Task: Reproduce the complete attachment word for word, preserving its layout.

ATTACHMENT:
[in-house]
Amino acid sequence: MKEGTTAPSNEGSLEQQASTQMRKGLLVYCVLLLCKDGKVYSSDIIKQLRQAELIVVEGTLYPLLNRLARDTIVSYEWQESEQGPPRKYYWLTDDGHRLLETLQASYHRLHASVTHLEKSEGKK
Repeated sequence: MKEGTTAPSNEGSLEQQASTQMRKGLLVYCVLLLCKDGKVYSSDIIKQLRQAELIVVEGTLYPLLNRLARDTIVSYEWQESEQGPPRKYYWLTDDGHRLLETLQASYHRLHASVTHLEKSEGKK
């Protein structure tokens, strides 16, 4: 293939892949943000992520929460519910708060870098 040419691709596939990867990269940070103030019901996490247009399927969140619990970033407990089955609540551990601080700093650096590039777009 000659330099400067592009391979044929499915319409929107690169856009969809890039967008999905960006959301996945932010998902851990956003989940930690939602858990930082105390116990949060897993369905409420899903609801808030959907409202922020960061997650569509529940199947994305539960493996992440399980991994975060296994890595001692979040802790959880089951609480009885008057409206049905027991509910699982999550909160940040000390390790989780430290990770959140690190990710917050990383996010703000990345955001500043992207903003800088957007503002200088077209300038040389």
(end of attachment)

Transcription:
[in-house]
Amino acid sequence: MKEGTTAPSNEGSLEQQASTQMRKGLLVYCVLLLCKDGKVYSSDIIKQLRQAELIVVEGTLYPLLNRLARDTIVSYEWQESEQGPPRKYYWLTDDGHRLLETLQASYHRLHASVTHLEKSEGKK
Repeated sequence: MKEGTTAPSNEGSLEQQASTQMRKGLLVYCVLLLCKDGKVYSSDIIKQLRQAELIVVEGTLYPLLNRLARDTIVSYEWQESEQGPPRKYYWLTDDGHRLLETLQASYHRLHASVTHLEKSEGKK
């Protein structure tokens, strides 16, 4: 293939892949943000992520929460519910708060870098 040419691709596939990867990269940070103030019901996490247009399927969140619990970033407990089955609540551990601080700093650096590039777009 000659330099400067592009391979044929499915319409929107690169856009969809890039967008999905960006959301996945932010998902851990956003989940930690939602858990930082105390116990949060897993369905409420899903609801808030959907409202922020960061997650569509529940199947994305539960493996992440399980991994975060296994890595001692979040802790959880089951609480009885008057409206049905027991509910699982999550909160940040000390390790989780430290990770959140690190990710917050990383996010703000990345955001500043992207903003800088957007503002200088077209300038040389």